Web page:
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By John Helmer in Moscow

Oleg Deripaska, controlling shareholder of United Company Rusal, the world’s largest producer of primary aluminium, has reason to be an unhappy man. On Thursday evening, he called in a group of sympathetic reporters to explain how unhappy.

“You can sit a cat and dog next to each other,”he said, “but it’s unlikely you will get a family.” He is referring to Vladimir Potanin, the controlling shareholder of Norilsk Nickel, which Deripaska’s Rusal says it has been trying to take over for several months, only to be defeated by shareholder vote and the board of directors. According to the wire service text, Derripaska went on: “We have come to understand that Potanin has taken control of the company. If we find a basis to our claims our rights have been violated, we don’t rule out legal action.” Rejecting Potanin’s alliance with Metalloinvest, an iron-ore and steel group, controlled by Alisher Usmanov, Deripaska said: “A triple merger will never happen. It’s of no interest to us. We don’t see a future for ourselves in the steel business.”

In parallel, Rusal issued a public statement calling on the Russian regulatory authorities to intervene, and charge Potanin with concealing the extent of his shareholding in Norilsk Nickel. As evidence, Rusal repeated detail from an offer issued publicly early this week by Deripaska’s ally, and 14% stakeholder in Rusal, Mikhail Prokhorov. According to Rusal: “Vladimir Potanin’s Interros plans to buy a 16.66% stake in Norilsk Nickel from ONEXIM Group [Prokhorov]. When this deal is completed, Vladimir Potanin’s Interros could get control over a stake exceeding 30% and, according to Russian Federation legislation, will be obliged to make an offer and purchase the shares of the other shareholders of Norilsk Nickel.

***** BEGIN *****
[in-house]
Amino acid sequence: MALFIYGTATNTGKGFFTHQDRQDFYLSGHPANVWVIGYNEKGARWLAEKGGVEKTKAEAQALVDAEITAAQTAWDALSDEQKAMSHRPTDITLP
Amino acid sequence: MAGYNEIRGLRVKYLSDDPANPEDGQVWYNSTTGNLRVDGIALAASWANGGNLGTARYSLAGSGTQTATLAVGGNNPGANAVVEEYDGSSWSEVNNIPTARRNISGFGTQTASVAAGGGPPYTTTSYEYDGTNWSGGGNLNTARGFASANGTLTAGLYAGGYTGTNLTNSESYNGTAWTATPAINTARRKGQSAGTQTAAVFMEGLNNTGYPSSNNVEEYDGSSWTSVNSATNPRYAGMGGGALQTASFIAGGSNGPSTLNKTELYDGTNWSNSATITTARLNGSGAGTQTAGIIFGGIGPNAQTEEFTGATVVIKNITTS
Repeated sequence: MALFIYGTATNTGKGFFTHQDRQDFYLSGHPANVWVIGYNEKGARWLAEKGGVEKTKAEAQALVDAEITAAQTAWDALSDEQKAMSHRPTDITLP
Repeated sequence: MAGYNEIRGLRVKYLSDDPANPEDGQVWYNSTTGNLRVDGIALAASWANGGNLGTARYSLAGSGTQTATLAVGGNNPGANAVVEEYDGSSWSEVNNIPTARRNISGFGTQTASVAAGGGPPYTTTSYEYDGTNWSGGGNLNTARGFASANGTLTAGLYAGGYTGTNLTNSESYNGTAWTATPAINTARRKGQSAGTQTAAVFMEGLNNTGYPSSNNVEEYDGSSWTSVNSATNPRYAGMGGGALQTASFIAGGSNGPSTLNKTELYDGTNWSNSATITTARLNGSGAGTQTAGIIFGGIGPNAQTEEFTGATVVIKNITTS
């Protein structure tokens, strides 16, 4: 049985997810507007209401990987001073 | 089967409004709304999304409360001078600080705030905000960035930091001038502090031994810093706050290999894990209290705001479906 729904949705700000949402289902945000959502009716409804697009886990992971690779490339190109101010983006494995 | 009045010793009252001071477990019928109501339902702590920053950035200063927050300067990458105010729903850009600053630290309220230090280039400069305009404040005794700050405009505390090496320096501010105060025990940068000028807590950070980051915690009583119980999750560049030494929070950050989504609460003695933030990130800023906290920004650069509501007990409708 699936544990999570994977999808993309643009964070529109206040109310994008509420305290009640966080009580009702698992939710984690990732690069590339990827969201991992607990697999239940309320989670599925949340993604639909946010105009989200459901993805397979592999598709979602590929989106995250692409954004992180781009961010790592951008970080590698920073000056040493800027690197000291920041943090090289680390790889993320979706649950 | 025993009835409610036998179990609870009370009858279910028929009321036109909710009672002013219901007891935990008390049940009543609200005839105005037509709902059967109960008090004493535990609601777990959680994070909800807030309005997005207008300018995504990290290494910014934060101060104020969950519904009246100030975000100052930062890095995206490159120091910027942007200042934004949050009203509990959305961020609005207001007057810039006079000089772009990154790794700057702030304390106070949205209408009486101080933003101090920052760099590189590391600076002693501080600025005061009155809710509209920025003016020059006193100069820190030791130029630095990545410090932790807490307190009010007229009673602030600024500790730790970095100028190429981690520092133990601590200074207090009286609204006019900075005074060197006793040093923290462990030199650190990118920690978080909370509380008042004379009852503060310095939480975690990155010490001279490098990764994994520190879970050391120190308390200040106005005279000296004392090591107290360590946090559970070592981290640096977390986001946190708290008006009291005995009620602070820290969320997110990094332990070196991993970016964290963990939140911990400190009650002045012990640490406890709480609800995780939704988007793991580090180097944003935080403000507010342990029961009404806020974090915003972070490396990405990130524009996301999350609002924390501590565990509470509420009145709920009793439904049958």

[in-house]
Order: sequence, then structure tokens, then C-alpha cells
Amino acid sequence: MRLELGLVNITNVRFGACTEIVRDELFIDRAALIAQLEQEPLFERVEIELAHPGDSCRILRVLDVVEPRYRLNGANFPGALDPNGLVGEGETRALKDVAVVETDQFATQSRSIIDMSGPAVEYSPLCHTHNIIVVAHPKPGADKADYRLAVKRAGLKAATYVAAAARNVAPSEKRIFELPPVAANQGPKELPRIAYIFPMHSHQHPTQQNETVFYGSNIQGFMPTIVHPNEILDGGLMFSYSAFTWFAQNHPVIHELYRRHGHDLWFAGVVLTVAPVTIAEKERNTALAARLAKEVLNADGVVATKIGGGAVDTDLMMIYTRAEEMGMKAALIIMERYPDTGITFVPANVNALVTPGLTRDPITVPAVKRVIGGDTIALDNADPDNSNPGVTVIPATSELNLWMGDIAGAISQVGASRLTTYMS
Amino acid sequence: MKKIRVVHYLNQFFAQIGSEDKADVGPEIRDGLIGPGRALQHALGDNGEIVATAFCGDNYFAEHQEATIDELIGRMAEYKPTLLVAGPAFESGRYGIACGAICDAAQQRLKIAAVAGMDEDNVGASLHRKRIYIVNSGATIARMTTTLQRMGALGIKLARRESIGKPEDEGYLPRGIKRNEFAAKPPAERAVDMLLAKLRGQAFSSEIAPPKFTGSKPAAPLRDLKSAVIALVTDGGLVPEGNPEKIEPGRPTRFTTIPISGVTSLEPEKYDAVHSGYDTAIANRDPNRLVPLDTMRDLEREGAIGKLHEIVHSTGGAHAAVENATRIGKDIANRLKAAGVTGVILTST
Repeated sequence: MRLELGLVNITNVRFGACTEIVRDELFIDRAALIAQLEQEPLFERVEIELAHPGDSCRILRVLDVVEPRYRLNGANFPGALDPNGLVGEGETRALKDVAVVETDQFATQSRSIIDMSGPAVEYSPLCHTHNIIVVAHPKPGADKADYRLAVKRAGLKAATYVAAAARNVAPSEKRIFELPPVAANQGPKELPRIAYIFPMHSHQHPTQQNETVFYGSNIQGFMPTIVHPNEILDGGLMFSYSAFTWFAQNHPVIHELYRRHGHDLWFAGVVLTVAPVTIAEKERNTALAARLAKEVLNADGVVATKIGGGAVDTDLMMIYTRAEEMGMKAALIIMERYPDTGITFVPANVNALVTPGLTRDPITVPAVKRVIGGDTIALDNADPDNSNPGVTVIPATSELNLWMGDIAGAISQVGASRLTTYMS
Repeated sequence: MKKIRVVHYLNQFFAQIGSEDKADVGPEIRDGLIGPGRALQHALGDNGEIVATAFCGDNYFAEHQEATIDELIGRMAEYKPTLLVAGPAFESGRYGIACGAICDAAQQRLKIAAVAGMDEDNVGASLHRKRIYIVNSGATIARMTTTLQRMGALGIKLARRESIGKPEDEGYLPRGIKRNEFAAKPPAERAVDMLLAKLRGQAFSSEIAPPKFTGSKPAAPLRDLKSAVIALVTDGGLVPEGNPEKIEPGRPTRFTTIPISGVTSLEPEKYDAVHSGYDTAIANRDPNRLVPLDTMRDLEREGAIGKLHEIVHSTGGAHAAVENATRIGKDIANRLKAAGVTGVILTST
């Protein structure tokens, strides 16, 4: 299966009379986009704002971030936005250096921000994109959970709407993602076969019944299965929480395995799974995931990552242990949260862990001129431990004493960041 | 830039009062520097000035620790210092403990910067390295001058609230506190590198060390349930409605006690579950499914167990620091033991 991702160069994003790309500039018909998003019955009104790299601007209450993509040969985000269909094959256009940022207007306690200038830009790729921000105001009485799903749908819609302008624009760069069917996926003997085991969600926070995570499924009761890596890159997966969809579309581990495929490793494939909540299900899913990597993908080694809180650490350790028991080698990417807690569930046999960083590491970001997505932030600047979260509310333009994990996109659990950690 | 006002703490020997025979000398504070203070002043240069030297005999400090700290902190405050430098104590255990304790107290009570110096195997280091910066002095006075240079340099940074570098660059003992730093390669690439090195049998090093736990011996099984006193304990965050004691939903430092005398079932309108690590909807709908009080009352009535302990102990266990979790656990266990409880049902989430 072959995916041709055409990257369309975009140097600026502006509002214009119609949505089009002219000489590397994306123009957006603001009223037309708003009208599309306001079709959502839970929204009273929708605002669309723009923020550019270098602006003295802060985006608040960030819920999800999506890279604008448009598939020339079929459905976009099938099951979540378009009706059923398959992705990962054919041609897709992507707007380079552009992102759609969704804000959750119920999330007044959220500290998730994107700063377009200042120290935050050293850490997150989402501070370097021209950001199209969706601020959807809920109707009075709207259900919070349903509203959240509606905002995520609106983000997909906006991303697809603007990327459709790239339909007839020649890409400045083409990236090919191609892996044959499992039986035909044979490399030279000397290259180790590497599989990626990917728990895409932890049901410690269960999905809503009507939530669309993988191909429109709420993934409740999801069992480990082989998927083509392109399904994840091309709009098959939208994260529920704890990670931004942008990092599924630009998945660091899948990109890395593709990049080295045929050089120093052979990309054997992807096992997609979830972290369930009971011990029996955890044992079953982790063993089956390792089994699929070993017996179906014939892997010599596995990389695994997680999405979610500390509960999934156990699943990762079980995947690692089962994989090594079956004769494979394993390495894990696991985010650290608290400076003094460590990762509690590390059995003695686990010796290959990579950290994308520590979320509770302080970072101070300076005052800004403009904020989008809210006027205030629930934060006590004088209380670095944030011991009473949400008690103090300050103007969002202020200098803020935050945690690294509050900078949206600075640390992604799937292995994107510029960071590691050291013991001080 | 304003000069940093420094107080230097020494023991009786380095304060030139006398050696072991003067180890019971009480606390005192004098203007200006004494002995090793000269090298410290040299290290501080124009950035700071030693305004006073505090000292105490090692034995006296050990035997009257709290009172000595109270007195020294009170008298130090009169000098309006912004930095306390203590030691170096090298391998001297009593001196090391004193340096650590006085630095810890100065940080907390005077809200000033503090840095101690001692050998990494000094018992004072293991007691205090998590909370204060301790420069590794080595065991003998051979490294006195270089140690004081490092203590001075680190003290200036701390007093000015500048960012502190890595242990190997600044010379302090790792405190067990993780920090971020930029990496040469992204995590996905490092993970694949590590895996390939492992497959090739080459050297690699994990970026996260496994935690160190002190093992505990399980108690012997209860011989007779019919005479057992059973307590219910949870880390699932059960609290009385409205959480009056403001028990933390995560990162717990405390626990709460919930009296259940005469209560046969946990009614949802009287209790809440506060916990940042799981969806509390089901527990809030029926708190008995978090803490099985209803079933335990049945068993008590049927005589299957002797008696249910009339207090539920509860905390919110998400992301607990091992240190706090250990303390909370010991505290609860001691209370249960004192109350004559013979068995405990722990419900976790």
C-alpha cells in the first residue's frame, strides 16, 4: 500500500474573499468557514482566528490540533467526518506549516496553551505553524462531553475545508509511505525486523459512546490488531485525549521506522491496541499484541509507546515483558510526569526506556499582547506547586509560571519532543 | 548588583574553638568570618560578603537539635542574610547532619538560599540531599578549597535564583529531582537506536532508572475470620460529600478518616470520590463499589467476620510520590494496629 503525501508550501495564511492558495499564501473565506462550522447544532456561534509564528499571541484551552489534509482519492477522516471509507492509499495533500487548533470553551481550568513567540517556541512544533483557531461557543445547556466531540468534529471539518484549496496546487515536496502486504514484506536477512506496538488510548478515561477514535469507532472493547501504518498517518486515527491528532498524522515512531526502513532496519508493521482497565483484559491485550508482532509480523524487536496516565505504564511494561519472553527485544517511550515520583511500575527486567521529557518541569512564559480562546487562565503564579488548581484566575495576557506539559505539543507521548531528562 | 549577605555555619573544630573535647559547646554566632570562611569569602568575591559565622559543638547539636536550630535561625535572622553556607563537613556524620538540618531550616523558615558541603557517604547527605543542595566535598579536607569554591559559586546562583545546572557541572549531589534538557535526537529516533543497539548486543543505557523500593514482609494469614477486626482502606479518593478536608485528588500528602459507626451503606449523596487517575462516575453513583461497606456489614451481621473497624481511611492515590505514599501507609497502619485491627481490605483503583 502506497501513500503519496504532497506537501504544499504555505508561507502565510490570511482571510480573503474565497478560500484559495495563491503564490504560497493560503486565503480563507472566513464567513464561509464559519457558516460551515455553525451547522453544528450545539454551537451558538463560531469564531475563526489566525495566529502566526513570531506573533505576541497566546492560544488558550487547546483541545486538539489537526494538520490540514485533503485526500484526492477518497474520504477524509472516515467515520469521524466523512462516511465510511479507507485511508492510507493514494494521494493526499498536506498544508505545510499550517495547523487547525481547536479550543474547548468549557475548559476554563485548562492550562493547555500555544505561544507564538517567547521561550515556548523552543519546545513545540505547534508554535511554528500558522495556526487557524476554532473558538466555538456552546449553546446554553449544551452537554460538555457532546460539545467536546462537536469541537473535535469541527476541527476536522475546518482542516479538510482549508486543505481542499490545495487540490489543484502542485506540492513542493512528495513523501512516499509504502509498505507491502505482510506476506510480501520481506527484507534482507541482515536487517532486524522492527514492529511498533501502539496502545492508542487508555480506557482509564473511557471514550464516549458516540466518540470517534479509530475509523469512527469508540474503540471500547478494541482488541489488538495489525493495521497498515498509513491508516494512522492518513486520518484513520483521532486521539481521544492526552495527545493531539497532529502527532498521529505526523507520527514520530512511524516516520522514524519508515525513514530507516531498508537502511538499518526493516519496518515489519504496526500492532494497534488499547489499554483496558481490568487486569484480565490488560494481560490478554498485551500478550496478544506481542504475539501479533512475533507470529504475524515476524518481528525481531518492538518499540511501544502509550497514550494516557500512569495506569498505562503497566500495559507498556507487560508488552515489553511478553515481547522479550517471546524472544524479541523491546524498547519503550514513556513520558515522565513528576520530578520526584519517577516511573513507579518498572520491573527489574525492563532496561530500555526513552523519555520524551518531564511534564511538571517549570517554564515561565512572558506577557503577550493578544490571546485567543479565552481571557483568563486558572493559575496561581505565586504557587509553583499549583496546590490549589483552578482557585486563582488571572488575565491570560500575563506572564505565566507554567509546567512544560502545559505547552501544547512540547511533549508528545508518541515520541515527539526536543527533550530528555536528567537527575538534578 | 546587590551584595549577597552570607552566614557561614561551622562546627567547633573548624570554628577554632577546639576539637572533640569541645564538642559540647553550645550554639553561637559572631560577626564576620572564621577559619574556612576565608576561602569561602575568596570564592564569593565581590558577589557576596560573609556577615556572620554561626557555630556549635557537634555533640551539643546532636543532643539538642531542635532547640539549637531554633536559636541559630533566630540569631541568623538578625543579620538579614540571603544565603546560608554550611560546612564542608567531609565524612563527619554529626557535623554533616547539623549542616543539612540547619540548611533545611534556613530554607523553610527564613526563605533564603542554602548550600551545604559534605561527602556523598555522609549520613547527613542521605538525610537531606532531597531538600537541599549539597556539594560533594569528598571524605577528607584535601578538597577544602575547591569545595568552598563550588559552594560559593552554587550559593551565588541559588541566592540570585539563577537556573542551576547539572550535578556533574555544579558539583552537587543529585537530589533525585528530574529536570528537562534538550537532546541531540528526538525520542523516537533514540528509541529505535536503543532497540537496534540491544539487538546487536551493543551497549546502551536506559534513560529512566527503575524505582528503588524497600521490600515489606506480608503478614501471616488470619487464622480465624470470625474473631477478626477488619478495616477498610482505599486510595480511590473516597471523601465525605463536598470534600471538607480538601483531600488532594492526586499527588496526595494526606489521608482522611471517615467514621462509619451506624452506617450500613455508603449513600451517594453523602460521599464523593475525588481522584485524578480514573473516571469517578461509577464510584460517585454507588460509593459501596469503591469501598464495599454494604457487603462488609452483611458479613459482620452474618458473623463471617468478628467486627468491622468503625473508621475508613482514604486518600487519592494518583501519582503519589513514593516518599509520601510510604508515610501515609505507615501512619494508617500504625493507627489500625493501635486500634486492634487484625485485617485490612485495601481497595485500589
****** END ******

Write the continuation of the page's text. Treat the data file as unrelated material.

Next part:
Moreover, there are a number of factors, including the results of the voting at the Annual General Meeting of Norilsk Nickel’s shareholders, that indicate that Interros already controls a stake in Norilsk Nickel exceeding 30% and yet has not made a mandatory offer to minority shareholders to buy out their shares. This is a breach of Russian legislation and minority shareholders’ rights. We believe it is necessary that the Federal Financial Markets Service holds a detailed inspection of the shareholding structure of Norilsk Nickel to investigate the above-mentioned violations of the legislation and to protect the rights of minority shareholders.”

Mineweb reported early in the week that Prokhorov has made an offer to sell, but hasn’t delivered it to Interros, Potanin’s holding. There is no evidence that Potanin plans to accept the offer, or buy the shares; there is some evidence that the shares are not Prokhorov’s at the moment, but Deripaska’s.
Whether Prokhorov’s or Deripaska’s, these shares are losing value by the hour. Norilsk Nickel (GMKN:RU) closed yesterday in Moscow at $201, down 6% on the week. In Friday trading, it is down 5% to $191.

There are other reasons for Deripaska to be unhappy.

The UK High Court ordered him last month to face trial in London on a claim that he cheated his own signature for a share in his assets now worth up to $10 billion. The man who alleges he was cheated, Mikhail Chernoy (Michael Cherney) , has provided the most complete documentary evidence ever made public of how Siberian Aluminium (Sibal), Russian Aluminium (Rusal), then UC Rusal, were formed, and how they have operated production plants, trading units, and offshore profit centres. For the Russian tax authorities, the Accounting Chamber, and the Federal Antimonopoly Service (FAS) — all currently acknowledged to be in pursuit of transfer pricing schemes — this is a goldmine never available before. Deripaska is appealing against trial; but the evidence is already in the public record. There was no response from Chernoy’s office, when his spokesman was asked if he is prepared to assist the Russian investigations.